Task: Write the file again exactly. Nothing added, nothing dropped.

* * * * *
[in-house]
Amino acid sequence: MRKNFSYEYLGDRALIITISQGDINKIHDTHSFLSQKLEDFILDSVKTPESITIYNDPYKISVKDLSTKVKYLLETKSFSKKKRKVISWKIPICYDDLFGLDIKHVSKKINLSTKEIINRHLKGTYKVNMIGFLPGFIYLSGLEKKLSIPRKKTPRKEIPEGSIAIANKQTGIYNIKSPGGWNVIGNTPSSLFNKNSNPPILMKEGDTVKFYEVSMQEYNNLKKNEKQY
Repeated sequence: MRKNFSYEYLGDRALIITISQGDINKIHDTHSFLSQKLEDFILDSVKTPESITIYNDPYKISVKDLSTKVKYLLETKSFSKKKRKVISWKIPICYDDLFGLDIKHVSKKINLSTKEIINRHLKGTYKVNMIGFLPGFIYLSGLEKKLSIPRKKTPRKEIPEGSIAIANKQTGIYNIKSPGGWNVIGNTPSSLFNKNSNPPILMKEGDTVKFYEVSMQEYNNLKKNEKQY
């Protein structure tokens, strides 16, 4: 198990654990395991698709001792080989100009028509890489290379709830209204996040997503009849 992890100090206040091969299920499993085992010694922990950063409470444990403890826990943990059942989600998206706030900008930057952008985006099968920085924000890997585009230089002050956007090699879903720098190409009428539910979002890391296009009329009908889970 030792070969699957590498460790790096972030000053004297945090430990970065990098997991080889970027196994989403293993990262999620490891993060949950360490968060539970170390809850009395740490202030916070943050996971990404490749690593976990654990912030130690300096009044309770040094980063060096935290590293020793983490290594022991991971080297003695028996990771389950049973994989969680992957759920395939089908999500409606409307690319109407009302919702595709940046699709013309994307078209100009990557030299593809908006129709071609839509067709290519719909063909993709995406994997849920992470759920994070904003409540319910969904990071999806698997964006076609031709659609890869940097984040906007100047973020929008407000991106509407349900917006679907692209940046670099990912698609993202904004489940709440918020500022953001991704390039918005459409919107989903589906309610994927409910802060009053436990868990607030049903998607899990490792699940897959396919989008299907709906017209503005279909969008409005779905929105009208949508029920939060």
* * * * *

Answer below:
[in-house]
Amino acid sequence: MRKNFSYEYLGDRALIITISQGDINKIHDTHSFLSQKLEDFILDSVKTPESITIYNDPYKISVKDLSTKVKYLLETKSFSKKKRKVISWKIPICYDDLFGLDIKHVSKKINLSTKEIINRHLKGTYKVNMIGFLPGFIYLSGLEKKLSIPRKKTPRKEIPEGSIAIANKQTGIYNIKSPGGWNVIGNTPSSLFNKNSNPPILMKEGDTVKFYEVSMQEYNNLKKNEKQY
Repeated sequence: MRKNFSYEYLGDRALIITISQGDINKIHDTHSFLSQKLEDFILDSVKTPESITIYNDPYKISVKDLSTKVKYLLETKSFSKKKRKVISWKIPICYDDLFGLDIKHVSKKINLSTKEIINRHLKGTYKVNMIGFLPGFIYLSGLEKKLSIPRKKTPRKEIPEGSIAIANKQTGIYNIKSPGGWNVIGNTPSSLFNKNSNPPILMKEGDTVKFYEVSMQEYNNLKKNEKQY
């Protein structure tokens, strides 16, 4: 198990654990395991698709001792080989100009028509890489290379709830209204996040997503009849 992890100090206040091969299920499993085992010694922990950063409470444990403890826990943990059942989600998206706030900008930057952008985006099968920085924000890997585009230089002050956007090699879903720098190409009428539910979002890391296009009329009908889970 030792070969699957590498460790790096972030000053004297945090430990970065990098997991080889970027196994989403293993990262999620490891993060949950360490968060539970170390809850009395740490202030916070943050996971990404490749690593976990654990912030130690300096009044309770040094980063060096935290590293020793983490290594022991991971080297003695028996990771389950049973994989969680992957759920395939089908999500409606409307690319109407009302919702595709940046699709013309994307078209100009990557030299593809908006129709071609839509067709290519719909063909993709995406994997849920992470759920994070904003409540319910969904990071999806698997964006076609031709659609890869940097984040906007100047973020929008407000991106509407349900917006679907692209940046670099990912698609993202904004489940709440918020500022953001991704390039918005459409919107989903589906309610994927409910802060009053436990868990607030049903998607899990490792699940897959396919989008299907709906017209503005279909969008409005779905929105009208949508029920939060």